Which Continent is Finland In?

A map showing Finland's position in Europe.
A map showing Finland's position in Europe.

Finland, or the Republic of Finland as it is officially called, is a sovereign Nordic country located in Northern Europe. Finland is bound to the northwest by the neighboring Sweden while Norway and Russia are to the north and east respectively. The south of the nation is bordered by the Gulf of Finland with Estonia also nearby. Collectively, Finland and Scandinavia lie in a region that is known as Fennoscandia.

As of 2016, Finland had a population of about 5.5 million people with a higher concentration of human population in the southern portion. The majority of the people are Finnish followed Finland-Swedes. Due to their dominance in the country, the Finnish language is one of the official and most widely spoken language. The other official language is Swedish.


The first time the name Finland appeared was on three rune stones. Two of these stones were located in Uppland, a Swedish province, while the other was in Gotland. The first two stones had the engraving “finlonti” while the third was engraved with the word “finlandi” which can be dated back to the 13th century. While still unclear, most experts assume that the name on the third stone was related to the tribe known as “Finns.”

The Finnish name for Finland, “Suomi,” does not have clear origins. Some experts contend that the name borrows from the Proto-Baltic language while some pose that it has its roots in Indo-European languages.


Finland is a parliamentary state with a representative democracy where the most powerful person is a Prime Minister, who is also the head of the cabinet. The entirety of the political system is defined in the constitution which has been in use since March 1, 2000, with a few alterations in 2012. Citizens have the right to run or vote in elections in presidential, parliamentary, municipal, and European Union elections.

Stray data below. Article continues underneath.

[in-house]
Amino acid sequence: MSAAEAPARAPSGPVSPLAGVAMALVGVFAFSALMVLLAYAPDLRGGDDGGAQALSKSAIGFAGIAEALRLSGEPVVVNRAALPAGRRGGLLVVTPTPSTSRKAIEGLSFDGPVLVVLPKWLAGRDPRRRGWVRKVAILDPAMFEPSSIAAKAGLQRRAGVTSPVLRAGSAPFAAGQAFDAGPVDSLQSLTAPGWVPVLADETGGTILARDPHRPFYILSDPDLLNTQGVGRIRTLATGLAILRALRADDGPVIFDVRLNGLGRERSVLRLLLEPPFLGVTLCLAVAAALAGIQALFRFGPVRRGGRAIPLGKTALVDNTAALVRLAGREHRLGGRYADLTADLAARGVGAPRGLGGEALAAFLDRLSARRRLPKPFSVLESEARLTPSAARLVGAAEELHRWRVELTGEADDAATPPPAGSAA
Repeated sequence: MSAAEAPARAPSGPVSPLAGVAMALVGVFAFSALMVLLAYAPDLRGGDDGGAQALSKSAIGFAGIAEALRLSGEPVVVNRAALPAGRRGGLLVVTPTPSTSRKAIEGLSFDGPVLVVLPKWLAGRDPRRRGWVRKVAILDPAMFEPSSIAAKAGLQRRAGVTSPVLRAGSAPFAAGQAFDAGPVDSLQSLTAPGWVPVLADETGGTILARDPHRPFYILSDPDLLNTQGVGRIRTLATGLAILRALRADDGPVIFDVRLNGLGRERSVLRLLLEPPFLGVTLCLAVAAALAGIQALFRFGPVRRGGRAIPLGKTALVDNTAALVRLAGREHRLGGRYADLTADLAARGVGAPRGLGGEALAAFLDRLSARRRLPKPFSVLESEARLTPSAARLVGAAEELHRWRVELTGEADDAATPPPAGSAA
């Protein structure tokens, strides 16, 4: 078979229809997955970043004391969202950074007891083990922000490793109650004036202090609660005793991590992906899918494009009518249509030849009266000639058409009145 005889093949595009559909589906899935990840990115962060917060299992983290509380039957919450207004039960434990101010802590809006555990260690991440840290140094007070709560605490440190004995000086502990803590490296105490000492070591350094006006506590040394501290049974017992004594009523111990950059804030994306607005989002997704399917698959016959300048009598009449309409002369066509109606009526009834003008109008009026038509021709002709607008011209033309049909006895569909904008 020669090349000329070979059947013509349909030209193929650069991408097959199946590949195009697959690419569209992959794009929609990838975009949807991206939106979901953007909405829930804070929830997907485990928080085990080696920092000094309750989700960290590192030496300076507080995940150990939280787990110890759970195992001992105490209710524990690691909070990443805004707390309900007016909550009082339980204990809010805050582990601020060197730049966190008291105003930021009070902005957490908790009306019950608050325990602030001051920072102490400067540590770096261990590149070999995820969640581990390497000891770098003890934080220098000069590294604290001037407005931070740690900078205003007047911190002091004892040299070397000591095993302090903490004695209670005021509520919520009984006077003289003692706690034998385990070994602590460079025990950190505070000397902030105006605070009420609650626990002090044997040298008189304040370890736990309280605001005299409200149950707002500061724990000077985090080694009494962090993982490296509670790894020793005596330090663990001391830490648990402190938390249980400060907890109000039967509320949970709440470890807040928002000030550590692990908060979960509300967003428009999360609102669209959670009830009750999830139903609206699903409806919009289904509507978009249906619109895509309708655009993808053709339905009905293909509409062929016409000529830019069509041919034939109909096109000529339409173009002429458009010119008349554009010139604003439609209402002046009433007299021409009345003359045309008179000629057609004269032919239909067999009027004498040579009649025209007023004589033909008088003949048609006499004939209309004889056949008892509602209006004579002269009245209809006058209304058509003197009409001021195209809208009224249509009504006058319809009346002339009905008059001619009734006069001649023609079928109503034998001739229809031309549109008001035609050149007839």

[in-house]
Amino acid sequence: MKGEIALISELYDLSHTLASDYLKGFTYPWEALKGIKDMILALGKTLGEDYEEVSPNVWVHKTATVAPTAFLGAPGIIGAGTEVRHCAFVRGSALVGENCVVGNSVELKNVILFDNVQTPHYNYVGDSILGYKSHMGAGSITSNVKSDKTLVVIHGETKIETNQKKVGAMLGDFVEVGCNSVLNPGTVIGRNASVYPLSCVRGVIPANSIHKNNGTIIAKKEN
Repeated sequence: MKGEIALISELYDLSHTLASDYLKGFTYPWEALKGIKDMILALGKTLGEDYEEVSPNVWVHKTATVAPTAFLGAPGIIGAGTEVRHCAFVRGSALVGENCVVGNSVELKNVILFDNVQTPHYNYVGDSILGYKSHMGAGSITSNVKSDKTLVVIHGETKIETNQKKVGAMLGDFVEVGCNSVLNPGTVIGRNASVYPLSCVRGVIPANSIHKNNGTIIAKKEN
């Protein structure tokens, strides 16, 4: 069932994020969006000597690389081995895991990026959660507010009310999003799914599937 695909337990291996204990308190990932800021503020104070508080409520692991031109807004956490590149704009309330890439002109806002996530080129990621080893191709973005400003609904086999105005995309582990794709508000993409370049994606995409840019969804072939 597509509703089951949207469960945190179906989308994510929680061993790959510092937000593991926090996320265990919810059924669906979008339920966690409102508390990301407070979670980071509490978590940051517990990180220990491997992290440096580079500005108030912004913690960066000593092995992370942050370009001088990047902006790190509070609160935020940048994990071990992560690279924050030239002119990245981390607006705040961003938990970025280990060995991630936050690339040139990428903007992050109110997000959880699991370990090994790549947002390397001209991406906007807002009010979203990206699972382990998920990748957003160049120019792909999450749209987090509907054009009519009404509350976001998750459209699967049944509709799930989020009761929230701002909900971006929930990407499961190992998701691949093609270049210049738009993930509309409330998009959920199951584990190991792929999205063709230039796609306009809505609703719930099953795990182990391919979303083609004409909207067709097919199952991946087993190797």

Finland has a president who is also the head of state. Over the last few decades, the role has become more or less ceremonial even though the president still steers the foreign issues of the state. Aside from the responsibility of handling foreign affairs, the president is also tasked with heading the armed forces and minimal powers of appointment and decree.

Finland’s parliament is a unicameral one and it has 200 members. The parliament is quite powerful as it has the powers to amend laws, override vetoes, and even discharge the cabinet. Each member is elected every four years.


The economy of Finland ranks among those of European powerhouses such as the economies of Germany, France, Belgium, and the UK. The most productive sector of the economy is the service sector which contributes a whopping 66% of the GDP while the manufacturing and refining sector contributes 31%. 2.9% of the GDP is contributed by a minor sector; primary production.

As per data from 2007, dominant industries include electronics, engineered metal goods, chemicals, and the forest industry. Regarding resources available, Finland has plenty of minerals (such as gold and copper), freshwater, and timber. These resources and others all contribute to Finland’s strong economy.


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